KPIs are for driving performance: Four questions to ask about your program’s KPI

To evaluate performance, most organizations select one or two KPI(s) — Key Performance Indicator(s) —to focus on. A KPI is the outcome measure that your organization is most focused on. But once you’ve selected your KPI(s), what’s next?

(Haven’t selected your KPIs yet? Check out this post on how to select these measures. Then come back here to read what to do next!)

To measure and use your KPI(s) well, you will want to create an action plan. Typically, you create this plan at some sort of inflection point when you want to improve program performance, e.g. the end of the year, or when you do your strategic planning. To help guide you through the process of creating a strategy to improve program performance, I’ve created a series of questions you can walk through with your program staff and relevant stakeholders. By answering these questions, you’ll be well on your way to creating a strategy to improve program performance.

hand drawing creative strategy with light bulb as concept

Questions to Guide Your Planning Process

1. What is the trend? Create a chart that uses your historic data to help project the trend. For now, keep this simple:

  1. Chart your data.
  2. Look at the level and direction of your trend line.
  3. Continue the trend line in the direction it’s going.

2. Why? Why is this your trend? For example, imagine a classroom attendance chart, where the line remains level until Thanksgiving, after which there is a significant drop off. Ask:

  1. What causes the ups and downs? In the case of the attendance chart, why did it go down suddenly?
  2. What are the real reasons for the change? The danger here is a temptation to simply restate the trend: “Our problem is attendance went down after Thanksgiving.” Ask the deeper questions to find the true problem. (For ideas on how to tackle this problem, see this Causes Diagram from DIY Toolkit.)
  3. What is the cause of the problem? There are two caveats to be aware of when looking for the cause of the problem:
    1. Don’t simply find a correlation. Remember that correlation is not causation.
    2. Don’t let yourself off the hook. Make sure you’re not coming up with explanations that let your organization off the hook. It’s important to look for systemic issues before jumping to conclusions about your target population. 

3. What promising practices do we know of that address this problem? Look for knowledge from those who have experienced and/or studied this issue.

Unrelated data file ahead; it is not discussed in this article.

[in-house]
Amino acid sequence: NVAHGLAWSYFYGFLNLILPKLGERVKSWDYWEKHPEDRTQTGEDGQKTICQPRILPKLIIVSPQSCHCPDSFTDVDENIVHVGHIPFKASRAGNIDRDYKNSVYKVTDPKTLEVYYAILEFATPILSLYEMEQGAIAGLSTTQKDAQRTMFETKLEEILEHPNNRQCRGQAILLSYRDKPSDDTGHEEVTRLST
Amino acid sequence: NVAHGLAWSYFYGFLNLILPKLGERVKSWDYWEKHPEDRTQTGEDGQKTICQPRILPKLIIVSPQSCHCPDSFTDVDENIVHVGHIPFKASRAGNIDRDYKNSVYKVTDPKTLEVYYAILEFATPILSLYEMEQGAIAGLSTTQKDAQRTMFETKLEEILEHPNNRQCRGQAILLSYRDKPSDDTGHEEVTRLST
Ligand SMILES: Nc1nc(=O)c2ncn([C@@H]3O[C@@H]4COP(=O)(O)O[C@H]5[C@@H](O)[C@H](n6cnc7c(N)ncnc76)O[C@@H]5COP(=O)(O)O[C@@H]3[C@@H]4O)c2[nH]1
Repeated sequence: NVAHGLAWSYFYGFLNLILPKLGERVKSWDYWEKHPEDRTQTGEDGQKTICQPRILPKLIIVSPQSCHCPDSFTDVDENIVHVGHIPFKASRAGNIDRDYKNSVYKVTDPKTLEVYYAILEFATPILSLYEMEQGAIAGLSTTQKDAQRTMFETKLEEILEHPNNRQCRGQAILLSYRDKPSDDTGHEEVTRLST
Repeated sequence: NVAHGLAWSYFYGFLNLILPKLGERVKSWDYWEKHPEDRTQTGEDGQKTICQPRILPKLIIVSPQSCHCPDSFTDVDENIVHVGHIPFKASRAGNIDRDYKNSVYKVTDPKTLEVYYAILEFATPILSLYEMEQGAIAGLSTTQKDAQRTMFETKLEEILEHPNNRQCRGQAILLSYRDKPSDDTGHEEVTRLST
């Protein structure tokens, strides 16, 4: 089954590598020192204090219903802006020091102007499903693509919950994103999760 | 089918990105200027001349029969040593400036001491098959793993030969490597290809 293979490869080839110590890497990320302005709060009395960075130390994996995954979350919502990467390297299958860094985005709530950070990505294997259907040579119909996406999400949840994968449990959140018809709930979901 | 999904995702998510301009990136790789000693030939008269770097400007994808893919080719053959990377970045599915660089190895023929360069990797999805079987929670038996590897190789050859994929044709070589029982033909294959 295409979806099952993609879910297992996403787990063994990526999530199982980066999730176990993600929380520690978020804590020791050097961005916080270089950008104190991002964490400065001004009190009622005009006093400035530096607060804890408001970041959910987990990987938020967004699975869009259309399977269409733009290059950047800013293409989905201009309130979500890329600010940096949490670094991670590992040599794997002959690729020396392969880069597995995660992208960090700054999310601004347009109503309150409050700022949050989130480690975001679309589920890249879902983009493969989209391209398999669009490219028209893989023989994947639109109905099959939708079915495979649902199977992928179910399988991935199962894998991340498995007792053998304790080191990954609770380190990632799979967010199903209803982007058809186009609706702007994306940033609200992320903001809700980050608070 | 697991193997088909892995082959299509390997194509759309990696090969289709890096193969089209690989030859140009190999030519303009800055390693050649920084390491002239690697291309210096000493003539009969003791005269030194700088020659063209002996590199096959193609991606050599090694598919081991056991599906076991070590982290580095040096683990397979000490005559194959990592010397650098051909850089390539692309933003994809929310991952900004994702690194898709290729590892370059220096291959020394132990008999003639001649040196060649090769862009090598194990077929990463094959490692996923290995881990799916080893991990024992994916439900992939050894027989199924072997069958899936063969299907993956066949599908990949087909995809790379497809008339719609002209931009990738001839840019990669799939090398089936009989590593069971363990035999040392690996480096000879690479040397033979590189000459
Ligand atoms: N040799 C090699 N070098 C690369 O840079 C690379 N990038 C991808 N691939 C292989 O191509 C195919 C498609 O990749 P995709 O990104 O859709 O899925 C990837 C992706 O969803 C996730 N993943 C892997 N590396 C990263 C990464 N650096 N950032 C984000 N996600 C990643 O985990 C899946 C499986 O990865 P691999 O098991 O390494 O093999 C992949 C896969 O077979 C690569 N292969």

1. What does research tell us is effective about this program?
  2. What approaches have your or other organizations taken to address this problem? (e.g., maybe there’s an approach that worked with a younger population that could apply to an older population)

4. Who are our current and potential partners in this work? Ask this question because there might be resources these other places have that you don’t. For example, one study showed that the cause of poor school attendance in a particular school district was a lack of clean clothes. The school partnered with Whirlpool to provide laundry services for students.


Create Your Action Plan
The answers to the above questions are the building blocks for your action plan. Depending on the depth of your answers, you may have a lot of data to work with — and you may be wondering how to choose your next steps. You’ll need to take your data and figure out the steps you need to take to create a plan that:

  • is evidence-based,
  • uses your resources appropriately, and
  • addresses a real problem.

Using the steps above will ensure that you craft a plan that is rigorous and based in evidence. Furthermore, you will be able to document your decision-making process and check in on your progress periodically. The steps above support a rigorous decision-making process that will result in an action plan that’s based on data, supported with evidence, and well documented.




Pieta Blakely

About Pieta Blakely

I help mission-based organizations measure their impact so that they can do what they do well. I started my nonprofit career as a teacher in workforce development and adult basic education. It was important work and I was worried that we didn’t really know if we were doing it well. In the process of trying to answer that question, I got a Masters in Education and a PhD in Social Policy, and became an evaluator.

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